Since 2007, the Maricopa Association of Governments (MAG) in association with ADOT and other stakeholders have studied regional (commuter) rail in the Valley of the Sun. and initiate regional/commuter service to such suburbs as Buckeye, Goodyear, Glendale, Peoria, Surprise, Mesa, Gilbert, and Chandler. The 2018 study update estimated a capital cost of about $2.5 billion to start a Valley of the Sun regional rail system with 30 stations on two lines on over 100 miles of track along existing freight rail corridors.  Projected weekday ridership was estimated to be almost 21,000 by the year 2040.

The City of Phoenix, or other public entity such as MAG or a future joint powers agency, could purchase Phoenix Union Station and refurbish it as a hub for regional passenger rail, Amtrak, and future high-speed rail service.

Next Steps

Some key rail capital projects and new passenger rail corridors along the Sunset Route supported by RailPAC and All Aboard Arizona.

There is a need for a new, publicly available capacity study for the entire Sunset Route. The scope of this capacity study would describe the projects in California, Arizona, New Mexico, Texas and Louisiana needed for projected future passenger and UP freight traffic of the next 20 years, with preliminary designs, environmental clearances needed, cost estimates and construction schedules. Following the successful example of recent efforts to support the Southwest Chief, state and local governments can apply for federal funds outside of the normal Amtrak budget (such as BUILD or CRISI grants, etc.) to leverage local dollars for capital improvement and maintenance projects along the Sunset Limited route. Fortunately, the recent Bipartisan Infrastructure Law directs the FRA to undertake a two-year study of restoring discontinued long-distance routes and increasing service frequency to daily Amtrak’s two tri-weekly long-distance routes, the New York-Cincinnati-Chicago Cardinal and the Sunset Limited

For the long term however, a daily Sunset on its own is not sufficient to be the prime mover of rail passengers between LA, Coachella Valley, Phoenix and Tucson. Dedicated Southern California-Arizona corridor passenger trains should start with a minimum service of two daily trains each way, morning and evening from LA and Phoenix/Tucson (complimenting other future LA-Coachella Valley and Tucson-Phoenix trains). The most economical plan for new infrastructure would start by setting a service plan first, then figuring out a meeting point that would serve the morning and evening pair and ensure double tracks or at least a siding where they meet. This meeting place would be on the UP Sunset Route presumably somewhere in Imperial County, between Indio and Yuma.

RailPAC and All Aboard Arizona’s ongoing collaboration on advocacy efforts for the daily Sunset, Coachella Valley and LA-Phoenix service, are a natural nucleus to start a “Southwest rail working group” or “LA-Phoenix blue ribbon commission” as proposed by the 2014 FRA Southwest rail study. Both organizations however support the creation on an official Sunset Route Rail Commission, modelled after the Southern Rail Commission, that would involve state and local governments, Amtrak and others. Such a commission could start by acting on the findings of the FRA study (mentioned above) slated to examine a daily Sunset Limited, as well as the supporting the shorter corridors being implemented.  This commission could be a focal point to help coordinate the early corridor development efforts of each lead agency.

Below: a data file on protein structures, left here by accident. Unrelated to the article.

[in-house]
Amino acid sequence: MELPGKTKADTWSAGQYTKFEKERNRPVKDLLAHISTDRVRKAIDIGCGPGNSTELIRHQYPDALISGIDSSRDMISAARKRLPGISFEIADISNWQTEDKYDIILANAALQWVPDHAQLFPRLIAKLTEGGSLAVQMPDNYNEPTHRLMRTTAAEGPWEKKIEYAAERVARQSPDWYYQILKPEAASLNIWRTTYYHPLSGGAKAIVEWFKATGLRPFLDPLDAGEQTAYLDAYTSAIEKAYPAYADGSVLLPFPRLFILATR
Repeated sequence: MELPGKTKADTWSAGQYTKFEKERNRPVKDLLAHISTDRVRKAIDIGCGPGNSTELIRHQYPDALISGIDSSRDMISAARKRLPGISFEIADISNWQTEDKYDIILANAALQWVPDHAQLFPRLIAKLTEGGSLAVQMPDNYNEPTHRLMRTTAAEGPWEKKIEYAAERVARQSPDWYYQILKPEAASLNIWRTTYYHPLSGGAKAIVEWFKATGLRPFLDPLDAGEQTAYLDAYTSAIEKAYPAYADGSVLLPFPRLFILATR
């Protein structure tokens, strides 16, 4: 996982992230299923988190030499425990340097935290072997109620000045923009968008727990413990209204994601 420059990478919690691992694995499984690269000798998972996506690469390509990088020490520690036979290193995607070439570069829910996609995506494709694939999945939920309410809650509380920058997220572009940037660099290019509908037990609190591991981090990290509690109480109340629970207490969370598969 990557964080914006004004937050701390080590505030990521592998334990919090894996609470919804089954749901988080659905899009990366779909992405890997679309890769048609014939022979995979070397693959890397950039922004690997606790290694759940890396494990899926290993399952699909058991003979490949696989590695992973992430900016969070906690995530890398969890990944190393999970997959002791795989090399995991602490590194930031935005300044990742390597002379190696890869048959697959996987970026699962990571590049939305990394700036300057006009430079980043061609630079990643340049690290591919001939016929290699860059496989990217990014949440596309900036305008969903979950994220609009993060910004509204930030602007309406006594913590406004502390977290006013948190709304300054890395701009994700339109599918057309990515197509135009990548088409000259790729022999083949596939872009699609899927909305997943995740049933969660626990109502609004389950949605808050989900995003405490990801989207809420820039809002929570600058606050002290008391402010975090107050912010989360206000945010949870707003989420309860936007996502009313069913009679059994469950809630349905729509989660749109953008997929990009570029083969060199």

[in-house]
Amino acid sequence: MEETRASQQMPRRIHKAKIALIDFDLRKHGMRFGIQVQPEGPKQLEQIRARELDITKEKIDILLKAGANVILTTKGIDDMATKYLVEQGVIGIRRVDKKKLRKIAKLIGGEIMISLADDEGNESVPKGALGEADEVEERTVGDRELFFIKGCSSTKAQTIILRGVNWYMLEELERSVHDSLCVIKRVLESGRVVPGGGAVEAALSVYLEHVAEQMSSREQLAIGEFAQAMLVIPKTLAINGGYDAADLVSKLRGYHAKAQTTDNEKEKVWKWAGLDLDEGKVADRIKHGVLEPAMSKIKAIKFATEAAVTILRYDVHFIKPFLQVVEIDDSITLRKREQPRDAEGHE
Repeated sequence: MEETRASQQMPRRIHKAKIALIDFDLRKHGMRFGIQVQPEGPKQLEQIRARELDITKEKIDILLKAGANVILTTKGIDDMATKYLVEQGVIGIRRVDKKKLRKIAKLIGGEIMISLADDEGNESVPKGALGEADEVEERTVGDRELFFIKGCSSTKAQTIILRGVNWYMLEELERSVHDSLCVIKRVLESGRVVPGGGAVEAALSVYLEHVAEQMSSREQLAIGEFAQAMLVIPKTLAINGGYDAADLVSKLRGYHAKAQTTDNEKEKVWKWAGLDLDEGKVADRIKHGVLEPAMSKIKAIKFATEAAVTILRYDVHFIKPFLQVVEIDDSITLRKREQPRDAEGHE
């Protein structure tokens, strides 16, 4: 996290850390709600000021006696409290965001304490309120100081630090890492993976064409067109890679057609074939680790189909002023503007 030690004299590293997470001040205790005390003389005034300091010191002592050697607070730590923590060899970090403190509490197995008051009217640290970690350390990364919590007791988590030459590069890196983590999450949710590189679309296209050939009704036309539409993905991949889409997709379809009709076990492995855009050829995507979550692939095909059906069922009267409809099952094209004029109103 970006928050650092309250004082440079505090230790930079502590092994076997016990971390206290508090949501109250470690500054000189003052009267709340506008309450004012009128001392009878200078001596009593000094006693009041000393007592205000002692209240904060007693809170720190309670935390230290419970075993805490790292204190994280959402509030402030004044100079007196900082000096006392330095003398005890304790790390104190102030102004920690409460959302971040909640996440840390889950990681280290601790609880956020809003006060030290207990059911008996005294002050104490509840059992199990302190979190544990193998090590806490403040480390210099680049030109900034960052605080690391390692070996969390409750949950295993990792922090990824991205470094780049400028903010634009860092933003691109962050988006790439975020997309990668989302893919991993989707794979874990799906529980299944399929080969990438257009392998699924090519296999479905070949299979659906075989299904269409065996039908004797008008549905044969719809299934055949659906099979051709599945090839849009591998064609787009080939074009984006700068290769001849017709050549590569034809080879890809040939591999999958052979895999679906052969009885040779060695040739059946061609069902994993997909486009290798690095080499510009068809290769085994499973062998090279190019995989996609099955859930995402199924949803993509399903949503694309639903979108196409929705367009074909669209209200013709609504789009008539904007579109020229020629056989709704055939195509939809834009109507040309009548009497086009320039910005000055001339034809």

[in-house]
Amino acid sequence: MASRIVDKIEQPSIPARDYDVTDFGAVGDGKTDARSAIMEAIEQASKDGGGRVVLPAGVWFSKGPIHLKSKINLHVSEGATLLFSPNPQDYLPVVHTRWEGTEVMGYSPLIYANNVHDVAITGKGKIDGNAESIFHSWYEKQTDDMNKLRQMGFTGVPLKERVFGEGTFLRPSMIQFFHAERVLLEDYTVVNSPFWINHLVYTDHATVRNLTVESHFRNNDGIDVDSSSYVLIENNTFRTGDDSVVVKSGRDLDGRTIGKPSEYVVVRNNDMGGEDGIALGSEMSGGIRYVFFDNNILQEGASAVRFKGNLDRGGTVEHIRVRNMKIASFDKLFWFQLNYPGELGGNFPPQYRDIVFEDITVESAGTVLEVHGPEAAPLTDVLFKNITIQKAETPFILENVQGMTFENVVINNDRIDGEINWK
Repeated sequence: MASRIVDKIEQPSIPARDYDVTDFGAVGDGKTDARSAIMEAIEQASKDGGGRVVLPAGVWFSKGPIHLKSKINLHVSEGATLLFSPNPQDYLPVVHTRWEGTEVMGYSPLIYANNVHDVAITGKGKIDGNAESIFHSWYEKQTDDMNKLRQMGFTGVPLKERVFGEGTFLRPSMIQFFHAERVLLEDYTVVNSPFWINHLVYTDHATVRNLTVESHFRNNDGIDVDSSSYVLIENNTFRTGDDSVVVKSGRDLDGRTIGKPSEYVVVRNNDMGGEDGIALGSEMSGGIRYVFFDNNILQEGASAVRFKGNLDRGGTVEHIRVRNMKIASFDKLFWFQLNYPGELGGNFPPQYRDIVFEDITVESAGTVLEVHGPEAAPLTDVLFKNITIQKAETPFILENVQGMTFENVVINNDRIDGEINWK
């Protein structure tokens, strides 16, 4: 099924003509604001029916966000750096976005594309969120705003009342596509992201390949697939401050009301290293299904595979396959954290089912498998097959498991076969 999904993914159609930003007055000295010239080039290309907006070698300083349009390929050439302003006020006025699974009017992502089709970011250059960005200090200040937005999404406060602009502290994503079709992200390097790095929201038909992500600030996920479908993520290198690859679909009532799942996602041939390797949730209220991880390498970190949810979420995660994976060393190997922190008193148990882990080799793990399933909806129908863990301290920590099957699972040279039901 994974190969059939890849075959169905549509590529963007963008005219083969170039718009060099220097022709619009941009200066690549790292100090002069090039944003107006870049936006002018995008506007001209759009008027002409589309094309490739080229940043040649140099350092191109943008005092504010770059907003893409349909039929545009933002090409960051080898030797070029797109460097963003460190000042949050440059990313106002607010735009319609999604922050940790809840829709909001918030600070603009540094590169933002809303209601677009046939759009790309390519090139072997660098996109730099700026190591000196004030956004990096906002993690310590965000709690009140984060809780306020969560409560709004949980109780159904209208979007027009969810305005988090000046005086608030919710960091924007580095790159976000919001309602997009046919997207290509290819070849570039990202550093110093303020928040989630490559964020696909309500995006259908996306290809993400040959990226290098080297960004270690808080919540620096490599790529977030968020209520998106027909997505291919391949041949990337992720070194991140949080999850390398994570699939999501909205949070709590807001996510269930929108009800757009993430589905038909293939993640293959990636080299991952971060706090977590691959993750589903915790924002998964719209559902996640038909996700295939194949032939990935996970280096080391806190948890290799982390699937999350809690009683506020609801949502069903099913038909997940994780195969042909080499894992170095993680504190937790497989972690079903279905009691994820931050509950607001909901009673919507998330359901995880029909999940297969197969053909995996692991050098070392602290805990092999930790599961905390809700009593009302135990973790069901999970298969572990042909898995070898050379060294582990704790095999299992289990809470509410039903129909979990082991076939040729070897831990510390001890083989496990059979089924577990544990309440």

Under the banner of a Sunset Route Rail Commission the following initiatives listed below (with key organizations) could collaborate on seeking funds and planning, and include accommodations for a daily Sunset to Phoenix as part of their plans:

  • LA-Coachella Valley regional passenger rail (RCTC, UP, Amtrak, Caltrans)
  • Wellton Cutoff improvement and restoration plan (UP, ADOT, Amtrak)
  • Phoenix Union Station purchase and restoration (City of Phoenix, MAG, UP)
  • Sun Corridor (Buckeye-Phoenix-Tucson-Nogales) passenger rail (ADOT, UP, Amtrak)
  • Valley of the Sun regional passenger rail (MAG, ADOT, UP, BNSF)
  • Imperial Valley Rail to Calexico (Imperial County, UP, RCTC, Caltrans)

Potentially this list would expand to include New Orleans – Houston, Houston – San Antonio corridor service initiatives. For FRA’s new Corridor Identification and Development Program, the focus will be on those links that are “usable segments” and have some degree of planning progress completed or underway.  To start, it would not include the whole list of routes and route extensions listed above. So the leading routes first out of the gate are LA-Coachella Valley with RCTC as the lead, and Phoenix-Tucson with the lead agency TBD.  

High speed rail on new, dedicated track along the I-10 corridor between LA, the Coachella Valley, Phoenix, and Tucson should also be studied. Since the environmental and planning stages for a whole new line would take some time, they should be done concurrently with the first steps to improving passenger rail between Southern California and Arizona: upgrade the existing Sunset Limited to daily service, and bringing it back to Phoenix Union Station by restoring the Wellton Branch.

Special thanks to Todd Liebman (President- All Aboard Arizona ) Steve Roberts (President- RailPAC), Jon Talton ( ), and Tom White of VTD Rail Consulting for providing information and review of this article.